Skilled workers always sought...even in tough times | EEF

Skilled workers always sought...even in tough times

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Jobs. We need more of them. It's an issue that keeps the government up at night. Various reports have it that the government is considering options for making employment laws friendlier to employers. Fewer restrictions will make it easier for businesses to justify taking on new staff.

That's got to be a good thing and EEF has played its part through the Red Tape Challenge in suggesting candidates for reform. We'll hopefully be hearing more specifics from Vince Cable when he comes to EEF's London office on Wednesday.

But is there more to do to encourage employment beyond regulation?

Youth unemployment has cracked a million. This is a big issue of wasted resource sitting there idle – economically costly let alone the negative social impact.

Manufacturing is not going to be a source of mass youth employment. But we do hear fairly continuous noises about a lack of skilled staff available for our members to hire. Companies are always on the lookout for good staff.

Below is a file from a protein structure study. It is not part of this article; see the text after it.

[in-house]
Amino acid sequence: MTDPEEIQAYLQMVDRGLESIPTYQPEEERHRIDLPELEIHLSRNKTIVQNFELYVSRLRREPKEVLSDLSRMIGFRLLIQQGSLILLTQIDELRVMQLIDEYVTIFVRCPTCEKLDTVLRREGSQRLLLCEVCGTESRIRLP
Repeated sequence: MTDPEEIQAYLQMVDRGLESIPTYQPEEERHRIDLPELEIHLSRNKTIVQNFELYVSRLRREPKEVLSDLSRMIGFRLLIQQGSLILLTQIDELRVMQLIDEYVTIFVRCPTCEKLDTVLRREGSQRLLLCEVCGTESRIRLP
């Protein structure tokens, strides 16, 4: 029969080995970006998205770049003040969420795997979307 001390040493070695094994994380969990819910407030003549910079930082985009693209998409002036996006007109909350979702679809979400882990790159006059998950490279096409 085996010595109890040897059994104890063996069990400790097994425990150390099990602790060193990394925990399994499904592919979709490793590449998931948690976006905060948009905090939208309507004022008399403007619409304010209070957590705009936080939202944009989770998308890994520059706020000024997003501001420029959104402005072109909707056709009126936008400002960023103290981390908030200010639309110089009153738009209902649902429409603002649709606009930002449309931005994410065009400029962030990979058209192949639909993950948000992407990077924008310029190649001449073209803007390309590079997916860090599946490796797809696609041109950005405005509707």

Skills is one of four key policy areas we identified in our submission to the government in advance of the Autumn Statement that the government should focus on in enhancing the UK business environment.

What's wrong with our skills system and how can we connect a large pool of potential workers with what demand is out there?

Firstly some positives.

It's good the government has signaled its deserve to growt the number of UK apprenticeships and to refocus FE training providers generally on the needs of employers.

But manufacturers continue to report difficulties in filling both apprentice and graduate vacancies with adequate foundations in maths and science.

Informing students about career opportunities in engineering and manufacturing is important to breaking the monopoly university-based education seems to have on maths and science students' imaginations.

We must ensure a strong pipeline of interested and properly qualified young people are coming through from the secondary education system. STEM careers advice should be part of subject curricula and included in continuing professional development training for science teachers.

This is really a specific instance of a wider point about engaging the education system at the secondary level with the needs of employers.

Another important change from the employers' perspective is clarifying the legal status of apprenticeships. This is important because the legal status has implications for what rights must be afforded to apprentices and thereby how willing employers are to taking on new apprentices.

29 November is the government's Autumn Statement where OBR forecasts will likely show grow expectations having deteriorated sharply. Addressing skills issues in the UK economy has to be part of the response.


Media Team 020 7654 1576

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